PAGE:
Entering the park early, Viola was already in awe walking through and seeing all of the attractions. We both wore Mater Dolorosa T-shirts, since she will be starting preschool there in September. As we entered the picnic area for Mass, Viola felt right at home with our faith community. She recognized our crew from Catholic Communications, our parish family from St. Michael  Cathedral in Springfield, and Bishop Mitchell Rozanski. She said to me during Mass, “I want to see Bishop Mitch.” I took Viola to the middle aisle and said, “There he is with the pink hat (referring to his zuchetto).” Viola replied, “Oh, he looks so cute.”

In his Homily, Bishop Mitch discussed the importance of play, relaxation, and recreational time. He said how it was important for the kids present to have fun before beginning a new school year. And, he added that adults  need time to de-stress and relax as well. Viola enjoyed the music, and, even though we were not in a church building, she still was able to identify that we were, “in church.”

Viola said, “Mommy, I want to see Bishop Mitch,” and I replied, “We will, after Mass.” We waited in line with all of the children to shake the bishop’s hand and get our photo taken. Since I’ve known Bishop Mitch, he has been very kind and approachable to the youth of our diocese. This is very evident in events I have attended and events I have covered for Catholic Communications.


Next, we were able to go on the rides. Viola was very excited. Because of her petite size, she was still one inch short for the height requirement; therefore, I needed to sit with her on the rides. I didn’t mind at all.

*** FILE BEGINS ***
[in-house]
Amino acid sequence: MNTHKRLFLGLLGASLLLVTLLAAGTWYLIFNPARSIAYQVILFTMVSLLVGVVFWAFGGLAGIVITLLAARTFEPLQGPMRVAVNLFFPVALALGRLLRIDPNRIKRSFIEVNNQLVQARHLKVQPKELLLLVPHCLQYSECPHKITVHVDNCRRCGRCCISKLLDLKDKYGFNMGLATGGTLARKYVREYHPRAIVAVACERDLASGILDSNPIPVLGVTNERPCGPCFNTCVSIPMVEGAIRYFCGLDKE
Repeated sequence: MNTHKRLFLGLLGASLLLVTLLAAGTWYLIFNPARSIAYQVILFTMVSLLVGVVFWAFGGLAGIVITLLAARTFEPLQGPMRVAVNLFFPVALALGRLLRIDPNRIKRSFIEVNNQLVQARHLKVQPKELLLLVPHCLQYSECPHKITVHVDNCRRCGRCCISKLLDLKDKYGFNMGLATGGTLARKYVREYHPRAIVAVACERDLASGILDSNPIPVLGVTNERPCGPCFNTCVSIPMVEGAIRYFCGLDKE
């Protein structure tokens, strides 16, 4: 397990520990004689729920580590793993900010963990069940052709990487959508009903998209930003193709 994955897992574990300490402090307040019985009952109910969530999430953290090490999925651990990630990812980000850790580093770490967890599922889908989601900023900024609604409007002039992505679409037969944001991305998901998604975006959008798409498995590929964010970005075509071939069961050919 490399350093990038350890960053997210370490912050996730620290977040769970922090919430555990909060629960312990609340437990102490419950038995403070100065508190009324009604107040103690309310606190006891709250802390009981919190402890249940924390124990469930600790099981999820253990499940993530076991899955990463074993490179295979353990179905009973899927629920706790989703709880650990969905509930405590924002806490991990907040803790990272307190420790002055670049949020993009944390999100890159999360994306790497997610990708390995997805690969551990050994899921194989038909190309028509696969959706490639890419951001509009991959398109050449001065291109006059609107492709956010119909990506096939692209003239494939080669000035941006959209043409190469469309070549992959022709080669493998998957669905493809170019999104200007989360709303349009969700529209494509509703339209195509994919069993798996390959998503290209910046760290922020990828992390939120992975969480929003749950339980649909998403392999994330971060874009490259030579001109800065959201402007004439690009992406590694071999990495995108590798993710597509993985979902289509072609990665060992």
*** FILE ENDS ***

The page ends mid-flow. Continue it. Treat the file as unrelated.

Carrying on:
Happily I recalled how each year I went to Six Flags as a youth with my family. At the time it was called Riverside.  For more than 20 years, my father was a printer at Haino Business Forms in Springfield, and each year they had their summer picnic at Riverside. My older half-sister and I would look forward to that day all year.

Although it looks much different now, the Thunderbolt roller coaster still stands strong, and I recalled that the entrance to the picnic area was behind it. Each year, I sat with my mom for bingo, anxiously awaiting my twelfth birthday so I could play, while my dad had a beer and played horse shoes with his work buddies.

I remember the year I dropped my stuffed animal in a mud puddle in the parking lot and cried. And,  I recall when my mom got her toe sliced open in the fun house. It was a good lesson about not  wearing sandals to the park. Most of all, I remember when my dad won a giant poodle for me. Before I knew it, it was the summer of 1988, and my last trip to the shop picnic before turning 18.

julie and v

When I heard my daughter’s laugh and saw her smile, I recalled how that amusement park is a place where families make happy memories, and now, on Catholic Youth Day, it is also a place where God is present, and memories are also made with parishes, Catholic schools, Catholic youth groups, and our faith community.




fr. frank

By Father Frank Lawlor

Administrator, St. Mary Parish, Westfield

The following reflection first appeared in St. Mary’s Parish bulletin.

This weekend I celebrate my 60th birthday!  I officially become an old man!  Unfortunately for the past year or two I have been feeling very old and this calendar marker has simply confirmed the obvious.  But this occasion has given me pause to look back a bit and to reflect on how I got to where I am.  One of the realities of my life these days is waking up on many mornings with a simple question or a prayer (depending on the day)…How did I get myself here?

The answer is unquestionably the Holy Spirit and I urge all of you to spend time in your prayer talking to this third person of the trinity, asking for guidance and strength.

A little more than 6 years ago I was sitting on the top floor of one of the tallest skyscrapers in Boston wondering why I wasn’t satisfied in my work.  I had two secretaries and a large staff and lived a life that I could have only dreamed of 20 years earlier.  I was in charge of hundreds of people who generated 30-40 million dollars a year….but I wasn’t happy.  I prayed to the Holy Spirit for guidance and oh boy did I get it.  Be careful what you pray for.  This Holy Spirit has an incredible sense of humor and I am certain he was roaring with laughter as he sent me back to my beginnings.

ordination hands (1)